Apart from business, COVID has very adversely affected the field of outdoor sport. Be it football, cricket, hockey, etc, all field games now have a new protocol and worse, they have to play national and international matches before “no crowd” in the stadium, which were their major morale booster. The micro droplet transmits potentially fatal COVID virus which is affecting the world. The WHO recommended social distancing and human-to-human contact was discouraged to control the transmission. It has put many countries in a state of lockdown and sporting events, including the 2020 Olympics, have been affected. Participation in sports and exercises, whether in gyms or swimming pools, typically regarded as healthy activities, has also been debated.
The 2020 Summer Olympics and Paralympics were scheduled to take place in Tokyo starting July 24. It never happened. Although the Japanese government had taken extra precautions to help minimise the outbreak's impact in the country, qualifying events were being cancelled or postponed almost daily. The traditional Olympic flame lighting ceremony in Olympia, Greece, to mark the start of the 2020 Summer Olympics torch relay was held on March 12 last year but it was without spectators. On March 23, 2020, Canada, Australia, and Great Britain announced that they would withdraw from the Games unless they were postponed for one year. On March 24, 2020, the International Olympics Committee and Tokyo Organising Committee announced that the 2020 Summer Olympics and Paralympics would be “rescheduled to a date beyond 2020 but not later than summer 2021”, marking the first time in the history of the modern Olympics that an Olympiad has been postponed. The opening ceremonies of the Games were officially rescheduled to July 23 this year. But with second wave of pandemic hitting all across, will it happen on the set date?
Back in India brave steps have been taken to ensure that sporting activities like ISL, IPL, etc are being initiated. But the question is whether it is for boosting the sport or economy or the morale of the already depressed populace that is too scared to step out of their homes? No persons are allowed inside the stadium where the match is being played, it is a rare sight. Even those who are sponsoring these events must be scratching their heads what and how to negotiate their “investment”.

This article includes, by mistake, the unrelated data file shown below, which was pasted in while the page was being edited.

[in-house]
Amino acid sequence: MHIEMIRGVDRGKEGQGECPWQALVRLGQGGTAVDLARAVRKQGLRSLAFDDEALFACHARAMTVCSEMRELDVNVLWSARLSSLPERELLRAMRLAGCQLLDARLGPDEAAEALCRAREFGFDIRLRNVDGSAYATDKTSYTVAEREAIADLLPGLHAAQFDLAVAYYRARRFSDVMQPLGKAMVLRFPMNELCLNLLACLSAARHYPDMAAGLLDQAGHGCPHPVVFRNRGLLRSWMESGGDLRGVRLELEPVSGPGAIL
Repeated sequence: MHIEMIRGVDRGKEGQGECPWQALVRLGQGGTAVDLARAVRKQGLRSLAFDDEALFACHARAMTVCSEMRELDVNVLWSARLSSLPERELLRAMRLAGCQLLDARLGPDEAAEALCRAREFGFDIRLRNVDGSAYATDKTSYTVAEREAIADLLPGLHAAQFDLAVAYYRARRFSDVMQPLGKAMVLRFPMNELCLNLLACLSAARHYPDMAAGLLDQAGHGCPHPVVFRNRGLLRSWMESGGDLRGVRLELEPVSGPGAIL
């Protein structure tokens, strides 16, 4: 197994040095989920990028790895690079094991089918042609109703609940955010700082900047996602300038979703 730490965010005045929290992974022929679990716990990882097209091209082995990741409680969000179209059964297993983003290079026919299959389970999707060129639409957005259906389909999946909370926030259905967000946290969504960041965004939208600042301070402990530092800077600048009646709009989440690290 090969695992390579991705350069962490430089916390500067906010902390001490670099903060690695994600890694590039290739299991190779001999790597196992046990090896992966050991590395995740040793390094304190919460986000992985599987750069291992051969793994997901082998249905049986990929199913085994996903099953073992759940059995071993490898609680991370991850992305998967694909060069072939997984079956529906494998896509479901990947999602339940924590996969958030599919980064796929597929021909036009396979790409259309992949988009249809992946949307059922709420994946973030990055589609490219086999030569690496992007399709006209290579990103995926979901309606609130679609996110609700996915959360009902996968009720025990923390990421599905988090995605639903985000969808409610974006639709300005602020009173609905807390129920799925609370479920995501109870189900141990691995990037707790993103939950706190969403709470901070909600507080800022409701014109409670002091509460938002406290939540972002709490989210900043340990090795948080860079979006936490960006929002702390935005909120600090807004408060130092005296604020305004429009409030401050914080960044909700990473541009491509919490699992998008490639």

In Hong Kong the local professional football leagues, governed by the Hong Kong Football Association, ultimately postponed all matches after much deliberation on the transmission risk for the spectators and on-field players. Large crowds attending these sporting events are well-known to be infectious hazards, but the infection risk for on-field players is less recognised. Besides watching professionals exercise, many people opted to hike in the countryside during the weekends to avoid city crowds. This led to a widespread discussion on the issue of wearing a facemask and frequent use of hand sanitisers during outdoor venture.
Undoubtedly the infection risk was high for the players performing on the field, even without spectators. The laboratory study to investigate the physiological effect of wearing a face mask in Hong Kong found that it significantly elevated heart rate and perceived exertion. Those participating in exercise need to be aware that facemasks increase the physiological burden of the body, especially in those with multiple underlying comorbidities.
Professional sportspersons, especially those training for the upcoming Olympics, need to balance and reschedule their training regime to balance the risk of de-conditioning versus the risk of infection. The multiple infection-control measures imposed by the Hong Kong national team training centre were highlighted to help strike this balance. Amidst a global COVID pandemic affecting millions, staying active is good, but staying safe is paramount. Which one, one should decide? It is a tough call for the sportspersons too. Yes, they cannot speak on this issue publicly as their short, very short career span will be at stake.
Events like Indian Super League (ISL) in football has finished and Indian Premier League (IPL) in cricket is now happening. Goa this week is hosting the AFC football matches. Certainly, it has helped the fans to stay indoors as they are not allowed to enter the stadium but to watch the game live on television. But is being couch potatoes, good for health and that too, to fight one of the biggest threat of this century, COVID pandemic?
Agree, it is difficult to decide on all parameters as this threat which has affected all and sundry on this planet is new and unknown. It is like a hit and trail protocols which are being devised. Why is it so? Is it because the economy needs to be rolling or else there will be a complete shut down and all will be left to fend themselves for survival individually. To avoid all such complexities, one has to individually be responsible and ensure that their individual laxity on not following the laid down protocols of wearing face mask and maintaining physical distancing, is not an impediment on their immediate neighbours and others.